Tuesday, 11 March 2014

Joyce begins writing Finnegans Wake

On this day in 1923, Joyce wrote a letter to his patroness, Harriet Shaw Weaver, announcing that he had started writing a new book.

Yesterday I wrote two pages – the first I have written since the final Yes of Ulysses. Having found a pen, with some difficulty I copied them out in a large handwriting on a double sheet of foolscap so that I could read them. Il lupo perde il pelo ma non il vizio, the Italians say. The wolf may lose his skin but not his vice or the leopard cannot change his spots.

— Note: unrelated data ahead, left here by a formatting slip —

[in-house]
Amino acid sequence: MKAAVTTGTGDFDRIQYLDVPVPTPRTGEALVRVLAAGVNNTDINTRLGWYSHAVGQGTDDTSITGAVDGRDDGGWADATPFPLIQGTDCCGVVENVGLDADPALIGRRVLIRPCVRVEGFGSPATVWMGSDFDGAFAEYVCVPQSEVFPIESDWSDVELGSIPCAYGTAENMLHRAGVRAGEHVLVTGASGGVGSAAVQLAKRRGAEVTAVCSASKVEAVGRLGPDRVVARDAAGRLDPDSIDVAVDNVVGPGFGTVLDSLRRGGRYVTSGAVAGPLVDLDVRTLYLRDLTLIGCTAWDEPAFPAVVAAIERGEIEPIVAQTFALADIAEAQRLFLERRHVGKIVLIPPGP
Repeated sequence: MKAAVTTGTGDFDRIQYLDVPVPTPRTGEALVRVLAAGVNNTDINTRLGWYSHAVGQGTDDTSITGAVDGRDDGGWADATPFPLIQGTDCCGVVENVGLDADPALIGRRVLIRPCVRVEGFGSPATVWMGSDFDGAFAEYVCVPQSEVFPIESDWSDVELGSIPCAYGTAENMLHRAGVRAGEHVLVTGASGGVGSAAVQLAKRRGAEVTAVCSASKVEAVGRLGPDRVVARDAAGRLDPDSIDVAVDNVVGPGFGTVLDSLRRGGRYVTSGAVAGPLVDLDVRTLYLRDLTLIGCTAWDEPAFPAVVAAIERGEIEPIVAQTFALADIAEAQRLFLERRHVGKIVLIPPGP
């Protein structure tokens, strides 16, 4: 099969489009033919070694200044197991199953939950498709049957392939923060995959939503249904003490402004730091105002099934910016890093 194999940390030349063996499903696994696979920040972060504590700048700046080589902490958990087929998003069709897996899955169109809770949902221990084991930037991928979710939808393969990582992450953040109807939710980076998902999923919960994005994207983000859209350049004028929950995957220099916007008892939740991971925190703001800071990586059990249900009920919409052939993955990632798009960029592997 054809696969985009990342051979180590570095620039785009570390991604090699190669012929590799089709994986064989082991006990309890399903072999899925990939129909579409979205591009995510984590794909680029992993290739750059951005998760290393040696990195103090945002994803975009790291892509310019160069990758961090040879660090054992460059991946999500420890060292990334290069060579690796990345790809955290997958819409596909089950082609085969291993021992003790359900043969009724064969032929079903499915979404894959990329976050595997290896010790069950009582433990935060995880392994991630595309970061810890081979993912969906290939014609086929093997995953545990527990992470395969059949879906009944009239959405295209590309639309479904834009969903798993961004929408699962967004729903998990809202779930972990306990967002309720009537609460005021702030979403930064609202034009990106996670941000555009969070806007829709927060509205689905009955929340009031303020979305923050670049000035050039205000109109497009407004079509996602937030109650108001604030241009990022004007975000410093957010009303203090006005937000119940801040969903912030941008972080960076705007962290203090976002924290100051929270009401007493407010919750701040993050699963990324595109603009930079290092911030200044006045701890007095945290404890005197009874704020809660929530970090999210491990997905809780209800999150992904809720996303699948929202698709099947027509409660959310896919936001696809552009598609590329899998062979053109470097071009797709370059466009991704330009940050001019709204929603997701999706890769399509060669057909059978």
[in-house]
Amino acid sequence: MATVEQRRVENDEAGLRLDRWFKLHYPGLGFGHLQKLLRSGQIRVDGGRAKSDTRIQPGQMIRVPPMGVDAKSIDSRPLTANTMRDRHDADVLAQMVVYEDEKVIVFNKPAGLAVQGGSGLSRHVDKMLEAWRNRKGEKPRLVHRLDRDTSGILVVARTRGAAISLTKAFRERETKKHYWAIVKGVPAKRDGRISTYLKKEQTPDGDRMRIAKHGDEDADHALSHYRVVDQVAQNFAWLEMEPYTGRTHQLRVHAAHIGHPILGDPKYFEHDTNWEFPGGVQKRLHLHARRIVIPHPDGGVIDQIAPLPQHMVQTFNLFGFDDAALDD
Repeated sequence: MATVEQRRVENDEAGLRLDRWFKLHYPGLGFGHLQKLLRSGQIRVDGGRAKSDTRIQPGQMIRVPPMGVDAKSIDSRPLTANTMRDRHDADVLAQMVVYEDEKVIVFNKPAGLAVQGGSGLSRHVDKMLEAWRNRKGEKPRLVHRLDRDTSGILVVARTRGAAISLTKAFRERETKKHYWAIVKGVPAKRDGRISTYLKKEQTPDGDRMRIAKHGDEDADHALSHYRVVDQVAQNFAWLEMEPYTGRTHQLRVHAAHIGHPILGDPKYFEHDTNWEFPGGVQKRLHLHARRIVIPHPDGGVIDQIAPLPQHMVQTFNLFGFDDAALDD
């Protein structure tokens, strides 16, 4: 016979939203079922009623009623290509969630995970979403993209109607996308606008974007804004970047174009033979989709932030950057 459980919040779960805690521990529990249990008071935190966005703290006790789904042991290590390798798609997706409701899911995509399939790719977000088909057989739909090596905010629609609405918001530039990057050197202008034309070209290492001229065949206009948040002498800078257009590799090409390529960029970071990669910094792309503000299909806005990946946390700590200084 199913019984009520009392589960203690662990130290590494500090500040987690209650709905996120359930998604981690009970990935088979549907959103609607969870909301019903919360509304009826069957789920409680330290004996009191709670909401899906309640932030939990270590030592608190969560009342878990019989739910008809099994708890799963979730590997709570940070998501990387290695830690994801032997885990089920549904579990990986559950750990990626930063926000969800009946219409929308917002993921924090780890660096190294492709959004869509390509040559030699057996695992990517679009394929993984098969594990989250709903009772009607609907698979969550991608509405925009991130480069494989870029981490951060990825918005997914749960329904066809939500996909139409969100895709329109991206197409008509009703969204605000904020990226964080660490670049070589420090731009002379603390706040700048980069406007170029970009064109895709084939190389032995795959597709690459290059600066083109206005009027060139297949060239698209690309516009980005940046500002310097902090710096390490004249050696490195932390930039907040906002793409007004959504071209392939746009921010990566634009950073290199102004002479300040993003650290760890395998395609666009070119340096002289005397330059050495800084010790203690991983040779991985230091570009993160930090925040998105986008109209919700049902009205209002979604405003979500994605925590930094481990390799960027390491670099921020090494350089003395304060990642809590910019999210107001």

Joyce to Harriet Shaw Weaver, 11 March 1923, Letters I p 202 

What Joyce wrote was a comic sketch about King Roderick O'Conor, the last High King of Ireland before the Norman invasion. The king, who has been holding a farewell feast, a last supper, is left alone after the guests have departed. He then goes around the table, drinking all the dregs left behind.

The piece Joyce wrote on 10 March is lost, but you can read the second draft of it here. He continued to expand it until, by July, it looked like this: